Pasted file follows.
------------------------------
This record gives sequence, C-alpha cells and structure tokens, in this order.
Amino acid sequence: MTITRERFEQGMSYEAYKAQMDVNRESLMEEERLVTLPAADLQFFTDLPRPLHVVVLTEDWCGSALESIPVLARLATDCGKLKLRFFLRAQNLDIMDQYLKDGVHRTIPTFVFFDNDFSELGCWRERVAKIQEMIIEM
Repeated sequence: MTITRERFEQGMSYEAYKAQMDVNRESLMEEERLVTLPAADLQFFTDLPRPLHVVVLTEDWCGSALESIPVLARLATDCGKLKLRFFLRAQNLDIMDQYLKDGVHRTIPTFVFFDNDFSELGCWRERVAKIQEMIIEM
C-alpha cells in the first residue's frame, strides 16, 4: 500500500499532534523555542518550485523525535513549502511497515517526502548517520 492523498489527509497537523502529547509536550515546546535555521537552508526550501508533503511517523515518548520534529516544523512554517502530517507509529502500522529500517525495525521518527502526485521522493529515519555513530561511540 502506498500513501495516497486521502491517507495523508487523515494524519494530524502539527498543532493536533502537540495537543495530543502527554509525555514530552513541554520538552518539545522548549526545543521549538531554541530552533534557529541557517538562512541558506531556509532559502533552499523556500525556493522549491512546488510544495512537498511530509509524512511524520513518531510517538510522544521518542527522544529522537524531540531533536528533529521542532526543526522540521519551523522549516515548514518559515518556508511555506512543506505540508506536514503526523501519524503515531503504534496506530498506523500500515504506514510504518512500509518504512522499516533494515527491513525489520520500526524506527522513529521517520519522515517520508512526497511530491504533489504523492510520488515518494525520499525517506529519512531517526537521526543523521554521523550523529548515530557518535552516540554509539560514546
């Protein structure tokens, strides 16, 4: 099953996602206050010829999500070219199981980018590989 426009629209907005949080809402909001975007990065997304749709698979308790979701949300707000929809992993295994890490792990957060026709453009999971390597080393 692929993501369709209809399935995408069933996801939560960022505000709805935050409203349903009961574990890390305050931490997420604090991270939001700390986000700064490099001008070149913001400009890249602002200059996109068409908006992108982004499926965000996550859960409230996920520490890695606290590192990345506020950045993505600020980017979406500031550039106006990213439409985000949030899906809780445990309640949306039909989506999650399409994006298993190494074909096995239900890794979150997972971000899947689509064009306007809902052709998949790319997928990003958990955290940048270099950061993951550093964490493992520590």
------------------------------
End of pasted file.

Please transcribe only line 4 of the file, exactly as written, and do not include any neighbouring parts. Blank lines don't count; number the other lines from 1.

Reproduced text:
C-alpha cells in the first residue's frame, strides 16, 4: 500500500499532534523555542518550485523525535513549502511497515517526502548517520 492523498489527509497537523502529547509536550515546546535555521537552508526550501508533503511517523515518548520534529516544523512554517502530517507509529502500522529500517525495525521518527502526485521522493529515519555513530561511540 502506498500513501495516497486521502491517507495523508487523515494524519494530524502539527498543532493536533502537540495537543495530543502527554509525555514530552513541554520538552518539545522548549526545543521549538531554541530552533534557529541557517538562512541558506531556509532559502533552499523556500525556493522549491512546488510544495512537498511530509509524512511524520513518531510517538510522544521518542527522544529522537524531540531533536528533529521542532526543526522540521519551523522549516515548514518559515518556508511555506512543506505540508506536514503526523501519524503515531503504534496506530498506523500500515504506514510504518512500509518504512522499516533494515527491513525489520520500526524506527522513529521517520519522515517520508512526497511530491504533489504523492510520488515518494525520499525517506529519512531517526537521526543523521554521523550523529548515530557518535552516540554509539560514546